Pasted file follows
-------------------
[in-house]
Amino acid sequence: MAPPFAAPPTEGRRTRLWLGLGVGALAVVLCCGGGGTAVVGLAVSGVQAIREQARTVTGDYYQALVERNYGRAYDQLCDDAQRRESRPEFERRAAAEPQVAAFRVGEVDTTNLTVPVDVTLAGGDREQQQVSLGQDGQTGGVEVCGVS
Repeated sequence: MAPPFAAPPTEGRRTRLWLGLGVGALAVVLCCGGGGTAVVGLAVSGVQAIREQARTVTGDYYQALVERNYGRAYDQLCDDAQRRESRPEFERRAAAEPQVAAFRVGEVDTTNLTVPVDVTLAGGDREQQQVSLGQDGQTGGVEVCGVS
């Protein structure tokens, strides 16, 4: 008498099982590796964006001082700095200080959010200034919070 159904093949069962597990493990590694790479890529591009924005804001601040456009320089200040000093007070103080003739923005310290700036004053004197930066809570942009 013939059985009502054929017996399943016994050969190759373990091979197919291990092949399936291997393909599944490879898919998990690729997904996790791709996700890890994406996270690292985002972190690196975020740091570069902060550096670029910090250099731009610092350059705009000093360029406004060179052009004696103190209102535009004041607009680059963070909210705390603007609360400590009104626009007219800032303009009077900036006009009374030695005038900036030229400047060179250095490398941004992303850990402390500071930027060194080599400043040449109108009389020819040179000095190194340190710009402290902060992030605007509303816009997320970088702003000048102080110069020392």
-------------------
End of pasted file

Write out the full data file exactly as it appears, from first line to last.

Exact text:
[in-house]
Amino acid sequence: MAPPFAAPPTEGRRTRLWLGLGVGALAVVLCCGGGGTAVVGLAVSGVQAIREQARTVTGDYYQALVERNYGRAYDQLCDDAQRRESRPEFERRAAAEPQVAAFRVGEVDTTNLTVPVDVTLAGGDREQQQVSLGQDGQTGGVEVCGVS
Repeated sequence: MAPPFAAPPTEGRRTRLWLGLGVGALAVVLCCGGGGTAVVGLAVSGVQAIREQARTVTGDYYQALVERNYGRAYDQLCDDAQRRESRPEFERRAAAEPQVAAFRVGEVDTTNLTVPVDVTLAGGDREQQQVSLGQDGQTGGVEVCGVS
């Protein structure tokens, strides 16, 4: 008498099982590796964006001082700095200080959010200034919070 159904093949069962597990493990590694790479890529591009924005804001601040456009320089200040000093007070103080003739923005310290700036004053004197930066809570942009 013939059985009502054929017996399943016994050969190759373990091979197919291990092949399936291997393909599944490879898919998990690729997904996790791709996700890890994406996270690292985002972190690196975020740091570069902060550096670029910090250099731009610092350059705009000093360029406004060179052009004696103190209102535009004041607009680059963070909210705390603007609360400590009104626009007219800032303009009077900036006009009374030695005038900036030229400047060179250095490398941004992303850990402390500071930027060194080599400043040449109108009389020819040179000095190194340190710009402290902060992030605007509303816009997320970088702003000048102080110069020392």